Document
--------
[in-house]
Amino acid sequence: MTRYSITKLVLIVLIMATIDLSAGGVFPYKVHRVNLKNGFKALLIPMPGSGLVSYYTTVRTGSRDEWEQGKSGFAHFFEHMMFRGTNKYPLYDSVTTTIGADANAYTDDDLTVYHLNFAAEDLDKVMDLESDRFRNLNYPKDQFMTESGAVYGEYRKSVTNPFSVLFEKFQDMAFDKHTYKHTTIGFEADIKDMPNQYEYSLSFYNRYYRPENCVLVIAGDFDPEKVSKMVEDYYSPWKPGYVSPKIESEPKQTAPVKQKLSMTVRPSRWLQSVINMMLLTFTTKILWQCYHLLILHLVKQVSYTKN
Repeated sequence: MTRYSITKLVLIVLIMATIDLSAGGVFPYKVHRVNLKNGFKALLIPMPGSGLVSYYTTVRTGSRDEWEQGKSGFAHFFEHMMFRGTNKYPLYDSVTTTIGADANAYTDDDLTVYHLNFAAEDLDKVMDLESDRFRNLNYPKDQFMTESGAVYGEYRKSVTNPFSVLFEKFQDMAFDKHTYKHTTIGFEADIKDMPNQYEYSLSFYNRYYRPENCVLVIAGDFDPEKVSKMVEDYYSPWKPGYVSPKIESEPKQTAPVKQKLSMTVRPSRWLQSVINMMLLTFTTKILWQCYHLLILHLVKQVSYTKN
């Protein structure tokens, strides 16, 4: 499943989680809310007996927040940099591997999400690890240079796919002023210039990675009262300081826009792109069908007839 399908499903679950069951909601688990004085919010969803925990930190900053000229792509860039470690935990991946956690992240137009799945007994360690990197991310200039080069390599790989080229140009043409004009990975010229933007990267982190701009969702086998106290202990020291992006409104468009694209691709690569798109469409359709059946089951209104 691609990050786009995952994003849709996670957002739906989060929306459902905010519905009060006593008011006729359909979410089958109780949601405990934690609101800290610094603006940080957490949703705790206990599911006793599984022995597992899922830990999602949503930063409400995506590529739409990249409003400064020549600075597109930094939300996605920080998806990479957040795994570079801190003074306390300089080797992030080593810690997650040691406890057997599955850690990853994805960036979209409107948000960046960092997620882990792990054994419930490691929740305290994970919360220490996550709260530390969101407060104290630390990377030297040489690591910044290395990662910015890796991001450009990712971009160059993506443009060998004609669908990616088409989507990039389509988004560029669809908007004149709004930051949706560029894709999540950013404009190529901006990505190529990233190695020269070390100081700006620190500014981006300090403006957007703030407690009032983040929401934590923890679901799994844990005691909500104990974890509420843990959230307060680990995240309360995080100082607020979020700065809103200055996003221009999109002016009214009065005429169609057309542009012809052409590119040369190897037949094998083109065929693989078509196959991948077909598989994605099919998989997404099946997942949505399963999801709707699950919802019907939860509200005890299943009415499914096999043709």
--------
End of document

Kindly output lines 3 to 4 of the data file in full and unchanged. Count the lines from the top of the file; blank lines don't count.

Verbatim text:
Repeated sequence: MTRYSITKLVLIVLIMATIDLSAGGVFPYKVHRVNLKNGFKALLIPMPGSGLVSYYTTVRTGSRDEWEQGKSGFAHFFEHMMFRGTNKYPLYDSVTTTIGADANAYTDDDLTVYHLNFAAEDLDKVMDLESDRFRNLNYPKDQFMTESGAVYGEYRKSVTNPFSVLFEKFQDMAFDKHTYKHTTIGFEADIKDMPNQYEYSLSFYNRYYRPENCVLVIAGDFDPEKVSKMVEDYYSPWKPGYVSPKIESEPKQTAPVKQKLSMTVRPSRWLQSVINMMLLTFTTKILWQCYHLLILHLVKQVSYTKN
């Protein structure tokens, strides 16, 4: 499943989680809310007996927040940099591997999400690890240079796919002023210039990675009262300081826009792109069908007839 399908499903679950069951909601688990004085919010969803925990930190900053000229792509860039470690935990991946956690992240137009799945007994360690990197991310200039080069390599790989080229140009043409004009990975010229933007990267982190701009969702086998106290202990020291992006409104468009694209691709690569798109469409359709059946089951209104 691609990050786009995952994003849709996670957002739906989060929306459902905010519905009060006593008011006729359909979410089958109780949601405990934690609101800290610094603006940080957490949703705790206990599911006793599984022995597992899922830990999602949503930063409400995506590529739409990249409003400064020549600075597109930094939300996605920080998806990479957040795994570079801190003074306390300089080797992030080593810690997650040691406890057997599955850690990853994805960036979209409107948000960046960092997620882990792990054994419930490691929740305290994970919360220490996550709260530390969101407060104290630390990377030297040489690591910044290395990662910015890796991001450009990712971009160059993506443009060998004609669908990616088409989507990039389509988004560029669809908007004149709004930051949706560029894709999540950013404009190529901006990505190529990233190695020269070390100081700006620190500014981006300090403006957007703030407690009032983040929401934590923890679901799994844990005691909500104990974890509420843990959230307060680990995240309360995080100082607020979020700065809103200055996003221009999109002016009214009065005429169609057309542009012809052409590119040369190897037949094998083109065929693989078509196959991948077909598989994605099919998989997404099946997942949505399963999801709707699950919802019907939860509200005890299943009415499914096999043709």